I won’t spoil the story for those who don’t know it. It’s like a whodunit/who didn’t do it/ who should have known what/ who obviously knew nothing story. Fiction simply can’t get into this league, and probably just as well. The story is counterintuitive to the point of psychosis, in some ways.

(For those who feel like cheating and just looking up the story online, you’d be doing yourself a real disservice and missing a lot of the most critical issues in the book. The deal making, deal breaking, and other elements are truly nail biting reading. If you have any business knowledge, it’s also sometimes maddening reading. The sheer number of blind alleys, motormouth saboteurs and new characters which enter the story line make gossip columns look like they took a vow of silence.)

Barbarians at the Gates is somewhat of a miracle as a writing exercise. The authors have managed to make comprehensible a situation which was nothing less than chaotic most of the time. Even the key players rarely had much of a picture, most of the time. The book has managed to convey humanized, not demonized, characters. (I’ve often said that Americans are polite to the point of needing vaccination, and these guys more or less prove my point.)

The language varies from genteel to coarse, and so does the logic of the business. The thinking ranges from personalities to hardnosed business options being done quite literally over the severely burned nervous systems of all involved. There are stonewalling players, saboteurs, idealists, baffled businesspeople, hordes of extras- and a very appropriate, ethical treatment of individuals, noting denials of incidents on the part of participants.

The legacy of Barbarians at the Gates

Just about everybody on Earth wonders why corporate America does what it does and acts the way it does. Barbarians at the Gates is an excellent introduction into the psyche of a world most people don’t even know exists. Even if you’d rather not know, you’ll find it a truly fascinating experience.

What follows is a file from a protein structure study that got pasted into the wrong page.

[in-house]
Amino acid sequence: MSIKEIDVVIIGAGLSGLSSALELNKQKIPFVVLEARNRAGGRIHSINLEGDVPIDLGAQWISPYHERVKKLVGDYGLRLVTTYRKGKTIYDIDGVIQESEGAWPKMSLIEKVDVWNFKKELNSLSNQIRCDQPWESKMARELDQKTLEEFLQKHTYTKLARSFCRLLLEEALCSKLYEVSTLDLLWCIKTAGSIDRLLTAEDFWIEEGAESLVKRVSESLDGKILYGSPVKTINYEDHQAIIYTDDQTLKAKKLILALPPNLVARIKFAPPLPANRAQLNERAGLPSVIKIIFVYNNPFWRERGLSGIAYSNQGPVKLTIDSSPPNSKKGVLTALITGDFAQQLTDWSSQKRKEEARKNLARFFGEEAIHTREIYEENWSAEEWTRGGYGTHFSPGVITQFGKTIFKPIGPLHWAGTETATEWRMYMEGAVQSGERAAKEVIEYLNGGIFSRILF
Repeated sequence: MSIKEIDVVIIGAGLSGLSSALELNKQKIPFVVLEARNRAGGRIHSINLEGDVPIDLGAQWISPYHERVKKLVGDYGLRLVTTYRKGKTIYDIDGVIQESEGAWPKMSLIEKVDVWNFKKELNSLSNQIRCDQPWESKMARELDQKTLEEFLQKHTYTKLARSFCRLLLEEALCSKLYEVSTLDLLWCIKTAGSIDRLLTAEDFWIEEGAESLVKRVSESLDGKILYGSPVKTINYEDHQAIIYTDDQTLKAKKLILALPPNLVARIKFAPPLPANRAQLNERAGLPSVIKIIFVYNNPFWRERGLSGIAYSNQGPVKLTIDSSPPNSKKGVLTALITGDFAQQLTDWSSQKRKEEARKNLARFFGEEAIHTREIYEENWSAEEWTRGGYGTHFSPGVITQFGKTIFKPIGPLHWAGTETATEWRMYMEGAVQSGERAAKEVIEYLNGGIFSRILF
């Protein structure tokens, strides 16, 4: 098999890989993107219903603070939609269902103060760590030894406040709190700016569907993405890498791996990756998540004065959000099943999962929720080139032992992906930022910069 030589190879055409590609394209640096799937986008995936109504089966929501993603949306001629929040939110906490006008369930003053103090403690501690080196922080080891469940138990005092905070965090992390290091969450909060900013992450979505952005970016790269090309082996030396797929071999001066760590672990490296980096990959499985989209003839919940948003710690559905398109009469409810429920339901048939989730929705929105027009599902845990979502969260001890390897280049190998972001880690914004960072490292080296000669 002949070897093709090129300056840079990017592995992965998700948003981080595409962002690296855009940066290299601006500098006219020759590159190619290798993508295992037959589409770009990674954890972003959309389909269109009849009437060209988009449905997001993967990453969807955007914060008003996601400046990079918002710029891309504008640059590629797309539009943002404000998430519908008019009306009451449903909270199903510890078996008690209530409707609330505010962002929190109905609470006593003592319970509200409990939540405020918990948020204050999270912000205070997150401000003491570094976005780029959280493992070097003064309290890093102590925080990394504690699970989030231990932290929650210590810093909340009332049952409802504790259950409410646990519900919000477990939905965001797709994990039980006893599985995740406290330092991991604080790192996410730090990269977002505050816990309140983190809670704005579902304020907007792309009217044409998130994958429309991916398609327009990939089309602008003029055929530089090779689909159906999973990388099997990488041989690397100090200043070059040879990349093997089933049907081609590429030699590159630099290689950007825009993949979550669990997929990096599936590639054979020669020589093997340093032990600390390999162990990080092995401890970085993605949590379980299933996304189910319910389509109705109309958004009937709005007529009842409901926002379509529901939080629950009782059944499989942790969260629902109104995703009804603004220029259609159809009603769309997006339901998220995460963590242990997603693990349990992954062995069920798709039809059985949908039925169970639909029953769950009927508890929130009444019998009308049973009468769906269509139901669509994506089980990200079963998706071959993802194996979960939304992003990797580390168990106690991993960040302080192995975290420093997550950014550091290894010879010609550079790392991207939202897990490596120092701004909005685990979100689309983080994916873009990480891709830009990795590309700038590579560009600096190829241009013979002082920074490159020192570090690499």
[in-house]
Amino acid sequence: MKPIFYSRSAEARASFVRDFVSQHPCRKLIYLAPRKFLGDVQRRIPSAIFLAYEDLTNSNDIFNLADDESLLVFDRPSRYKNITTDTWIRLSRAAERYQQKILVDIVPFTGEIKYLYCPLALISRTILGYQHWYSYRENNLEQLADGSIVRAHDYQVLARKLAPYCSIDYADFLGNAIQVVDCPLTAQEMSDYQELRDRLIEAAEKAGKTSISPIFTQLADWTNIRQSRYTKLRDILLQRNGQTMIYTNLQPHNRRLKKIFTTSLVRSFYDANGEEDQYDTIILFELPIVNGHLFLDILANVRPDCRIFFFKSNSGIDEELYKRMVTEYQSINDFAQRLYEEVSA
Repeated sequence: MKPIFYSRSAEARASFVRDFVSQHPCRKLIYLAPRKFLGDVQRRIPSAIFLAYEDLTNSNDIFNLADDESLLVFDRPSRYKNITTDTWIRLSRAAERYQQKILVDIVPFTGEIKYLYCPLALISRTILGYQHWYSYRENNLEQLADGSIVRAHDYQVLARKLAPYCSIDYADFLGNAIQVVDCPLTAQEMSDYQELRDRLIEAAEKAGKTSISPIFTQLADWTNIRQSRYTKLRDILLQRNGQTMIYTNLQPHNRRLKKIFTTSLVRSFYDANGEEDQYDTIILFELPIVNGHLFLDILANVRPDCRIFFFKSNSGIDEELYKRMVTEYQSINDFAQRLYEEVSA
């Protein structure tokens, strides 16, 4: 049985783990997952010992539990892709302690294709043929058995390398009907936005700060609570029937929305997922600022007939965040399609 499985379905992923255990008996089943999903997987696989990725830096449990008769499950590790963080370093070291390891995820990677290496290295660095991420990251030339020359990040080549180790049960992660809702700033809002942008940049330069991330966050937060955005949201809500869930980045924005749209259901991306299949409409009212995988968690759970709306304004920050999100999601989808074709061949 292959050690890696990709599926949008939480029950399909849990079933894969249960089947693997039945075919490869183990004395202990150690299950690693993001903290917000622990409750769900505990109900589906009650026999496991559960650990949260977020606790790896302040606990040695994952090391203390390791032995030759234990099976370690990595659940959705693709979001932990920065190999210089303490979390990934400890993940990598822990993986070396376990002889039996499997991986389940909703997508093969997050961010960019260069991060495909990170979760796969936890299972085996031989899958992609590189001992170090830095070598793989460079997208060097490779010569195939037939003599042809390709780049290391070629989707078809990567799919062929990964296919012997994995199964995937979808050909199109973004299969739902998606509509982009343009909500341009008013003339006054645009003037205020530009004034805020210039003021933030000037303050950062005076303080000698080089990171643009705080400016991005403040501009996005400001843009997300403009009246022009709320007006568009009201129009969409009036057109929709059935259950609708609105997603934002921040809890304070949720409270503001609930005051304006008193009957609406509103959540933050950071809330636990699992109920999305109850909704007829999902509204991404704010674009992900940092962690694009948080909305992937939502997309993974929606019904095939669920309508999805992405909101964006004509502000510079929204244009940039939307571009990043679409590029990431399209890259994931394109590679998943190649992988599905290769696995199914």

There are questions-

Why didn’t the RJR Nabisco board establish some ground rules for the LBO, just to make its own job easier?

Whose arithmetic didn’t stack up?

Which was the better LBO in terms of quality?

Could or should the prices of the buyout have been better organized?

Could a consortium have made an unbeatable offer?

Which opportunities went begging?

How many different ideas of financing just didn’t make the cut?

Did the difficulty of getting information about RJR Nabisco affect the outcome? If so, how, and what could have gone wrong?

The questions tend to multiply, the more you read. The answers, ironically, have become clearer in the last 10 years. These days, it’s private equity groups, the direct evolutionary descendants of the LBOs, who are taking over corporate America. In the 80s, an LBO was like an alien invasion. Today, if you’re sitting innocently in your office and you hear a private equity group would like to talk to you, it’s like being told you have a price on your head by a professional assassin.

The new methods are deadly, effective, and they handle huge money. The results, however, are similar, and the methods of financing, if incorporating other options, include equally tough calls on buyers and their targets. Buyouts mean changes, sales of assets, downsizing, restructuring, and a raft of effects at the coal face.

This is the new reality of the global business world. This is the world the story of Barbarians at the Gates created.

If you only intend to read one more book in your life, make it this one. If you intend a career in the upper echelons of the corporate sphere, brick yourself in to your room for a few days and read it. Don’t get casual and start breathing or indulging in similar luxuries. Just read.

(Not breathing will also put you in the same state of mind of most of the big names in the book, so it’s good practice, too.)

Full title- Barbarians at the Gates- The fall of RJR Nabisco

Authors: Bryan Burrough and John Helyar

Edition: Collins Business Essentials (paperback)

Price: See Amazon link on pic at top, around $10.